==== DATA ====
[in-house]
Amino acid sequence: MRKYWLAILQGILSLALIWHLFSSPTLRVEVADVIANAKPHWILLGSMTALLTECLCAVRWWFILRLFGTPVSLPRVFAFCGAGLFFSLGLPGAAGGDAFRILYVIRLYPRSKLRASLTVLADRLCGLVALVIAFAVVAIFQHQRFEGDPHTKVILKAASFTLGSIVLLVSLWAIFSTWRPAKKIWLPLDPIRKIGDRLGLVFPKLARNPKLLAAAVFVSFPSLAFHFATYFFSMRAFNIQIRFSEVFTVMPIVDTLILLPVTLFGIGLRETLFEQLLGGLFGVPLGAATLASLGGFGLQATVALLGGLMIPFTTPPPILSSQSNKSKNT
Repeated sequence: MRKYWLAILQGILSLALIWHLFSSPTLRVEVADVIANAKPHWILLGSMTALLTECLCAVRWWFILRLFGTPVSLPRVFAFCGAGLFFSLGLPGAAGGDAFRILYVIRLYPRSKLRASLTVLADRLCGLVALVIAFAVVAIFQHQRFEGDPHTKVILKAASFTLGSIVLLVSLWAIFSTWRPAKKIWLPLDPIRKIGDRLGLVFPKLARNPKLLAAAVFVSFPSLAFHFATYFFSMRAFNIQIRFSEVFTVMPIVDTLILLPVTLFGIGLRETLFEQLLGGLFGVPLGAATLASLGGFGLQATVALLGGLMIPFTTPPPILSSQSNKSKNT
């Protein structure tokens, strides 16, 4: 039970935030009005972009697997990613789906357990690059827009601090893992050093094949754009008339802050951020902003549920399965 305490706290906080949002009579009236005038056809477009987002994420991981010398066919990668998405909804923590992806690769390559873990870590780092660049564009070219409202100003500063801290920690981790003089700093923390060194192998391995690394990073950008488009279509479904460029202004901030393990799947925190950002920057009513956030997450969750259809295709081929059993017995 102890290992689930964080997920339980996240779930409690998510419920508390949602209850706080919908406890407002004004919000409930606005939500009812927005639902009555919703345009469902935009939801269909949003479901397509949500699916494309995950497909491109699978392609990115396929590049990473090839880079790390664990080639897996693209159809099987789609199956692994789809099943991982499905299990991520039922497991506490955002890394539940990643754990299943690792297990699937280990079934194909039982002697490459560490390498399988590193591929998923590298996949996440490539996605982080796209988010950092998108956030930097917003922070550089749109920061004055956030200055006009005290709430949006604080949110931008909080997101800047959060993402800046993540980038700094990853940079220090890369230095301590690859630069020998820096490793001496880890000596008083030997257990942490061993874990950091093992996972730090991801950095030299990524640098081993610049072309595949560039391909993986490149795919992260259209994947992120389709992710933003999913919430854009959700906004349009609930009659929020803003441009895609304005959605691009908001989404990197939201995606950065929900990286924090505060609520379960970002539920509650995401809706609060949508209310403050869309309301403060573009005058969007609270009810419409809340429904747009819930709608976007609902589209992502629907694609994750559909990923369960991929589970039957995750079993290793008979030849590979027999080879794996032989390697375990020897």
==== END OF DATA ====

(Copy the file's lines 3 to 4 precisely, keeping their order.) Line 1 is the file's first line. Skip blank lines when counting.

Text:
Repeated sequence: MRKYWLAILQGILSLALIWHLFSSPTLRVEVADVIANAKPHWILLGSMTALLTECLCAVRWWFILRLFGTPVSLPRVFAFCGAGLFFSLGLPGAAGGDAFRILYVIRLYPRSKLRASLTVLADRLCGLVALVIAFAVVAIFQHQRFEGDPHTKVILKAASFTLGSIVLLVSLWAIFSTWRPAKKIWLPLDPIRKIGDRLGLVFPKLARNPKLLAAAVFVSFPSLAFHFATYFFSMRAFNIQIRFSEVFTVMPIVDTLILLPVTLFGIGLRETLFEQLLGGLFGVPLGAATLASLGGFGLQATVALLGGLMIPFTTPPPILSSQSNKSKNT
């Protein structure tokens, strides 16, 4: 039970935030009005972009697997990613789906357990690059827009601090893992050093094949754009008339802050951020902003549920399965 305490706290906080949002009579009236005038056809477009987002994420991981010398066919990668998405909804923590992806690769390559873990870590780092660049564009070219409202100003500063801290920690981790003089700093923390060194192998391995690394990073950008488009279509479904460029202004901030393990799947925190950002920057009513956030997450969750259809295709081929059993017995 102890290992689930964080997920339980996240779930409690998510419920508390949602209850706080919908406890407002004004919000409930606005939500009812927005639902009555919703345009469902935009939801269909949003479901397509949500699916494309995950497909491109699978392609990115396929590049990473090839880079790390664990080639897996693209159809099987789609199956692994789809099943991982499905299990991520039922497991506490955002890394539940990643754990299943690792297990699937280990079934194909039982002697490459560490390498399988590193591929998923590298996949996440490539996605982080796209988010950092998108956030930097917003922070550089749109920061004055956030200055006009005290709430949006604080949110931008909080997101800047959060993402800046993540980038700094990853940079220090890369230095301590690859630069020998820096490793001496880890000596008083030997257990942490061993874990950091093992996972730090991801950095030299990524640098081993610049072309595949560039391909993986490149795919992260259209994947992120389709992710933003999913919430854009959700906004349009609930009659929020803003441009895609304005959605691009908001989404990197939201995606950065929900990286924090505060609520379960970002539920509650995401809706609060949508209310403050869309309301403060573009005058969007609270009810419409809340429904747009819930709608976007609902589209992502629907694609994750559909990923369960991929589970039957995750079993290793008979030849590979027999080879794996032989390697375990020897």